University of Berkeley, Museum of Vertebrate Zoology and International Rice Research Institute. Global Administrative Areas (Boundaries), http://www.gadm.org/, https://library.mcmaster.ca/maps/geospatial/global-administrative-areas-gadm (2012).
The authors gratefully acknowledge Maya Buchanan, Michael Oppenheimer and Claudia Tebaldi for their thoughtful insights and comments on the manuscript. This research was supported by the Schmidt Family Foundation, the V. Kann Rasmussen Foundation, as well as One Earth, a project of Sustainable Markets Foundation, in partnership with the Leonardo DiCaprio Foundation, and grants from the National Science Foundation (ICER-1663807) and the National Aeronautics and Space Administration (80NSSC17K0698).
The authors declare no competing interests.
Peer review information Nature Communications thanks the anonymous reviewer(s) for their contribution to the peer review of this work. Peer reviewer reports are available.
Publisher’s note Springer Nature remains neutral with regard to jurisdictional claims in published maps and institutional affiliations.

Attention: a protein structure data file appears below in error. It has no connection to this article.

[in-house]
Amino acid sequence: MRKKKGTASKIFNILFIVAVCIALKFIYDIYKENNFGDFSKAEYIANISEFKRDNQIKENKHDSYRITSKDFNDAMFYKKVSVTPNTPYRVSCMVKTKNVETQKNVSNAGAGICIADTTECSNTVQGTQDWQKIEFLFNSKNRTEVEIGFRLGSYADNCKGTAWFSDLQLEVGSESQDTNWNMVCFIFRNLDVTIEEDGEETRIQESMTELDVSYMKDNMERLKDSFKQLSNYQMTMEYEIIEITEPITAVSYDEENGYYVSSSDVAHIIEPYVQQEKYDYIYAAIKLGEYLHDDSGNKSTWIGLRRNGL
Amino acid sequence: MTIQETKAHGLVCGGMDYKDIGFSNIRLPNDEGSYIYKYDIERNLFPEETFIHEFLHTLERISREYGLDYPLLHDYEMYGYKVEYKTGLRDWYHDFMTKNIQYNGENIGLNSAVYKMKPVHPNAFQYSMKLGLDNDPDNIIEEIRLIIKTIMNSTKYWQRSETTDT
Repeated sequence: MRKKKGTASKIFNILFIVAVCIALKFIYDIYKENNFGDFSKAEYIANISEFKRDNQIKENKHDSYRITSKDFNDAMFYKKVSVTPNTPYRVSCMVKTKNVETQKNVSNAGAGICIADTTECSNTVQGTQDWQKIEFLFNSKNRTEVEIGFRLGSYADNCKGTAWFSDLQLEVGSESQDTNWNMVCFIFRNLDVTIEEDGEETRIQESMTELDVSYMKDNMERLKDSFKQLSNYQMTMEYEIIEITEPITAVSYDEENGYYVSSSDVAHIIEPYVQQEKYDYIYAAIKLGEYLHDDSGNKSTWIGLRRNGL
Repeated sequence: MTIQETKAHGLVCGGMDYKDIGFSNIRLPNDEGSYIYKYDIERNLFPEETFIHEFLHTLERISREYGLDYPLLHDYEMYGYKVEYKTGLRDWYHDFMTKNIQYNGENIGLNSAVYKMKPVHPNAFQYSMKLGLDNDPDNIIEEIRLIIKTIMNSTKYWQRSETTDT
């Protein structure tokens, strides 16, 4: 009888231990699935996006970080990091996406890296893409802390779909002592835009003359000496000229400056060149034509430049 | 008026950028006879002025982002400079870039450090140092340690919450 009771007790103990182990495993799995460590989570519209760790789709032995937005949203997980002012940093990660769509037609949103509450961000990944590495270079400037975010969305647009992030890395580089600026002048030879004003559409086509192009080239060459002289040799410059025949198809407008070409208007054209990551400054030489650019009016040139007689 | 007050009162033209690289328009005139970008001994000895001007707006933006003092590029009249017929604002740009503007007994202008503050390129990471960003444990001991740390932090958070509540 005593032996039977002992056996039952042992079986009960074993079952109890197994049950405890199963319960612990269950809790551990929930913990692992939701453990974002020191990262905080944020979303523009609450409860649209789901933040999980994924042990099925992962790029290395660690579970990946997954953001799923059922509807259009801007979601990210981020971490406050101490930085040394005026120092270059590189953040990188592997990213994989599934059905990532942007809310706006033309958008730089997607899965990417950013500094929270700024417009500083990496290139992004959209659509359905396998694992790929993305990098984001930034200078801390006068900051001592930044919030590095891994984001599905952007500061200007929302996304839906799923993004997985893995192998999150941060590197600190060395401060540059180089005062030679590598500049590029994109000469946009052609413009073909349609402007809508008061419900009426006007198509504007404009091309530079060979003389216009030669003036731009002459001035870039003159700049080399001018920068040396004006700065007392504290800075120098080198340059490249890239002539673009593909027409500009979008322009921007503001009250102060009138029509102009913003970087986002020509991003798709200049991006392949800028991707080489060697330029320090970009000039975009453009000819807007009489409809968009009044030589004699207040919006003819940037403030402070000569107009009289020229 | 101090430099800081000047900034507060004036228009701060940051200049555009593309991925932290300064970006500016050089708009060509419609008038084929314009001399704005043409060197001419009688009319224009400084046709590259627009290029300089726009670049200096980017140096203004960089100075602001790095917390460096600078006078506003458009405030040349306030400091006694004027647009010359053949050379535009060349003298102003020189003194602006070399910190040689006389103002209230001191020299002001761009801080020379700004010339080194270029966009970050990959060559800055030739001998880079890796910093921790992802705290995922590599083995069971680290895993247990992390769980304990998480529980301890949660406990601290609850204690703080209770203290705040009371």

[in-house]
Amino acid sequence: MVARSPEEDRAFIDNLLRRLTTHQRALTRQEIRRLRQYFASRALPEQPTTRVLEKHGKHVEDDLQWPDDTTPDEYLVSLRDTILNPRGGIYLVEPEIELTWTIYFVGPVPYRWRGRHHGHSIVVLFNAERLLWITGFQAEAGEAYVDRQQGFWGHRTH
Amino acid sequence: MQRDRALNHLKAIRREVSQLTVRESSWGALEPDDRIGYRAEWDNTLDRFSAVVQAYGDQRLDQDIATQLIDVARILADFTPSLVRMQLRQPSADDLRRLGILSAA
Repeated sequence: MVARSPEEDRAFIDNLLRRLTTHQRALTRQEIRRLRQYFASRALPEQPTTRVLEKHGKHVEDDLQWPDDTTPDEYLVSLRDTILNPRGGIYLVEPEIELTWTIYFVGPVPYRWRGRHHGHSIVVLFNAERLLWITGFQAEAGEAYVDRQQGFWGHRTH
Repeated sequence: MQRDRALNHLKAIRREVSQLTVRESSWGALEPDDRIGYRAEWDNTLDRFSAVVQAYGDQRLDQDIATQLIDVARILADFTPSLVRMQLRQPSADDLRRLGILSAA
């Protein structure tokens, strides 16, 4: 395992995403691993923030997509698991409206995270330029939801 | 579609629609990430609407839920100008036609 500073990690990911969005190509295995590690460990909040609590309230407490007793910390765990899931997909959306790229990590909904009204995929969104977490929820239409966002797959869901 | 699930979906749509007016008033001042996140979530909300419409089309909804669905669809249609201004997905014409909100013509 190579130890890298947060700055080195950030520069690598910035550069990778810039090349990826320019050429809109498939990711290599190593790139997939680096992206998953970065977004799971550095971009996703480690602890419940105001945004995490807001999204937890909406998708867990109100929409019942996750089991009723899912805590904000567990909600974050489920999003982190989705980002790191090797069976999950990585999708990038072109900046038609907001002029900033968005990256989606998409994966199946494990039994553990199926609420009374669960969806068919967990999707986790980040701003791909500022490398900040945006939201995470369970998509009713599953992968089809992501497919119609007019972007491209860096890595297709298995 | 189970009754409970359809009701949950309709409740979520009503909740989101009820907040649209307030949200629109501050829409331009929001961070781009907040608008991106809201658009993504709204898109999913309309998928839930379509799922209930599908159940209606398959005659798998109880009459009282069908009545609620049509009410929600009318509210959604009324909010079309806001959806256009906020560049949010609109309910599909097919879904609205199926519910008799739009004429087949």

About this article
Cite this article
Kulp, S.A., Strauss, B.H. New elevation data triple estimates of global vulnerability to sea-level rise and coastal flooding. Nat Commun 10, 4844 (2019). https://doi.org/10.1038/s41467-019-12808-z
Quantifying the inundation impacts of earthquake-induced surface elevation change by hydrological and hydraulic modeling
Scientific Reports (2021)
Scientific Reports (2021)
Assessing the conservation risk of Sphaerodactylus notatus, the U.S. herpetofaunal species most vulnerable to sea level rise
Biodiversity and Conservation (2021)
Journal of Environmental Studies and Sciences (2021)
Rising seas, immobilities, and translocality in small island states: case studies from Fiji and Tuvalu
Population and Environment (2021)